red admiral butterfly


UK butterfly populations have rebounded to their highest levels since 2019, according to data collected by the Butterfly Conservation wildlife charity.

Over a span of less than a month, from July 14 to August 6, more than 1.5 million butterflies and day-flying moths were recorded. The red admiral species was the most frequently spotted across the UK, with 248,077 recorded sightings.

However, long-term trend figures reveal that several butterfly species have experienced significant declines since recording began 13 years ago. Dr. Zoe Randle, a conservationist, emphasised the importance of butterflies as indicators of a healthy environment and credited the mixed weather in 2023 for benefiting these insects.

“This summer has been a bit of a washout,” she told the BBC. “The rain combined with the hot days has kept vegetation growing, to be lush and green for caterpillars to feed on.

“The red admiral had a really good summer this year – an increase of 338% of last year’s count. That particular butterfly is doing well from climate change in the UK at least – it usually lives on the Mediterranean coast or north Africa.”

Scientists gathered data from volunteers across the country to assess butterfly abundance and the distribution of different species. Dr. Randle praised the public’s engagement and assistance in this year’s research.

“In all UK countries – Wales, Scotland, Northern Ireland and England – participation was up and also the number of counts was up which was fantastic,” she said.

“It is really refreshing to see people participate. It is fabulous.”

Conservationists attribute the increase in butterfly populations to the wetter weather in 2023, with an average of 12 butterflies counted per observation, compared to just nine in the long periods of drought and heat experienced in 2022.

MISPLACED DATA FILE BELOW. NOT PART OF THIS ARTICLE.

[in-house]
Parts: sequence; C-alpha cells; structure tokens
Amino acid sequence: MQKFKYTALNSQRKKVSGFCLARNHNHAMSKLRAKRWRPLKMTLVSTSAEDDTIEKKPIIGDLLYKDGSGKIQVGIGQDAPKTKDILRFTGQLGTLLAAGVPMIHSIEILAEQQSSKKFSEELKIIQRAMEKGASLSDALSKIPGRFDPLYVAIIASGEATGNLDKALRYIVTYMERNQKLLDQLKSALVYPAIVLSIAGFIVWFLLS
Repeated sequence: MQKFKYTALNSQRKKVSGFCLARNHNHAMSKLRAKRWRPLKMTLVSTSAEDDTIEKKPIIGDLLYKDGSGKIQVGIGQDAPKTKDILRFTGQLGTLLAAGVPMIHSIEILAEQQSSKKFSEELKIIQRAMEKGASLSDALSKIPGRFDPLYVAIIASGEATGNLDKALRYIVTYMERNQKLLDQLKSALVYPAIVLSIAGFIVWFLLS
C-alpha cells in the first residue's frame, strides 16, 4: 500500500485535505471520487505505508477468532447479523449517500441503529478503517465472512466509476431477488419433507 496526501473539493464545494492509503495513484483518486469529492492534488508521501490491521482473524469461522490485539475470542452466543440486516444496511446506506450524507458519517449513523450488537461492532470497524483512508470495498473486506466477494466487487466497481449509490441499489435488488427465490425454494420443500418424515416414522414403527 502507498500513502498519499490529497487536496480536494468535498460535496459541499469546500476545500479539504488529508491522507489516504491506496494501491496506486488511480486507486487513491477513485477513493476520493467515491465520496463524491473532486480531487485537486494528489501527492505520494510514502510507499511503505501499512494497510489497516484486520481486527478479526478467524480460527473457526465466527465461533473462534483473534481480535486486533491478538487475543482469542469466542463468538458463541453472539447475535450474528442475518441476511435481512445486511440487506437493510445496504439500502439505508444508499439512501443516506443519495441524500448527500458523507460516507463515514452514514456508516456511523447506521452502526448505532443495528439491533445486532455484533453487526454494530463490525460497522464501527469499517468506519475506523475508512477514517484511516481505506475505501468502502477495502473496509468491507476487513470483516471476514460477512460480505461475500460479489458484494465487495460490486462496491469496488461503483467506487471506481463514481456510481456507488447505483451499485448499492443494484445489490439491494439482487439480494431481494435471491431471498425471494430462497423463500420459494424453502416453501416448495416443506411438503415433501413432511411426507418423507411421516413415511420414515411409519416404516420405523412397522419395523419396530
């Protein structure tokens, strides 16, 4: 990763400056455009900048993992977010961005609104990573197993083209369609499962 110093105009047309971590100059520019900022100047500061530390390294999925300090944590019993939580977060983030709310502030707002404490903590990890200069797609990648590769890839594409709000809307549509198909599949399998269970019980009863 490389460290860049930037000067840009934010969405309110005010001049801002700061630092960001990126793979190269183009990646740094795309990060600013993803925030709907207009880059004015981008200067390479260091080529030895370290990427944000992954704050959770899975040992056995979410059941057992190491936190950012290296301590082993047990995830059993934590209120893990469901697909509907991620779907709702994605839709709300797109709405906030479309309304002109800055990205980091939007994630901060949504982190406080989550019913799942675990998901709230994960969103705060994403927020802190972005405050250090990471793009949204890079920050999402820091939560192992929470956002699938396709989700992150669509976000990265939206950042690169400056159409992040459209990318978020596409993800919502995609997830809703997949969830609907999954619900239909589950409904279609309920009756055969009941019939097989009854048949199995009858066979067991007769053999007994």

The gatekeeper was the second most-seen species after the red admiral, with 222,896 sightings, marking a 12% increase from the previous year. However, data over the long term shows a 28% decline in this species since 2010.

White butterflies ranked third and fourth, with large whites observed 216,666 times and small whites 190,506 times. These figures represent an 11% and 15% increase from the previous year, respectively.

Despite the recent gains, the research also highlights the ongoing decline of certain species, such as the ringlet, common blue, and speckled wood. Dr. Richard Fox, the head of science at Butterfly Conservation, points to habitat loss as one of the most significant threats facing butterflies. Ensuring the conservation of these species is critical to maintaining biodiversity and ecosystem health in the UK.

“Butterflies need a place to live,” he said. “If they can feed, breed and shelter, they can thrive.”



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